There are many approaches to abstract photography (also known as experimental photography, conceptual photography, or non-objective photography). The link, it would seem, is the desire by the photographer to focus on the look of the subject — its lines, colors, sense of movement, etc. — to the point of disassociation with the thing the subject represents in the object world. A popular type of abstract photography consist of pictures of manmade structures where the photographer has focused on the geometric lines created by the structure rather than focusing on the structure as a whole. The viewer, then, might have a difficult time even realizing that the image is of a building, bridge, or stairway.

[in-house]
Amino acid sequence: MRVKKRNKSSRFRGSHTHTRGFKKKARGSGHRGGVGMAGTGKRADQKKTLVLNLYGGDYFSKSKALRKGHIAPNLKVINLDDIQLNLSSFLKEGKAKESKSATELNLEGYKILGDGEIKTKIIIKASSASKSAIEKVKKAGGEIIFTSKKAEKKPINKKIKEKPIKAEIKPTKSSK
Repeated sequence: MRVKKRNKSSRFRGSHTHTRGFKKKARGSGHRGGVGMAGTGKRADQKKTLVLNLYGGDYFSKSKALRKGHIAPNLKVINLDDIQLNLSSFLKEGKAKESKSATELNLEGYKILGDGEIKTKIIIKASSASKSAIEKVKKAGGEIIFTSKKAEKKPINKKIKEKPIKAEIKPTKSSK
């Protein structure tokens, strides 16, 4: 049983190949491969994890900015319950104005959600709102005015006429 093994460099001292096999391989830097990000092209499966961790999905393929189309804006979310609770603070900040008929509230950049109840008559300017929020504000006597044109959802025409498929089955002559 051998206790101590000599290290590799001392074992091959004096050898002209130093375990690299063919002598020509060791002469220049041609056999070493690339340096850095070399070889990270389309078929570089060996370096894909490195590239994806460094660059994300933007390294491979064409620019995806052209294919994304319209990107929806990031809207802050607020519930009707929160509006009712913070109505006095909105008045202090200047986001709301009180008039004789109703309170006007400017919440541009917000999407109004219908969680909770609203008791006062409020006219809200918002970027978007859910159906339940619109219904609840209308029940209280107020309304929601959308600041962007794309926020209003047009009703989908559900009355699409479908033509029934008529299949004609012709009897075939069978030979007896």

While often experimenting with different approaches to abstract photography, for me, the most interesting is to capture the colors and motion of light in the evening. Without the aid of Photoshop, a photographer can capture a full range of vibrant colors in a scene that might simply appear gray to the naked eye.
This style requires an eye for design and an understanding of the basic principles of design. Then, through a great deal of trial and error, you begin to learn how your camera can capture and manipulate the late evening light. You learn how your camera captures light differently when pulling during a long exposure than it does while walking during a long exposure, how shaking the camera produces different results than turning it. The key is to learn these causes and effects well enough that you can use them to create your desired design and represent the subject removed from object reality the way you want to.
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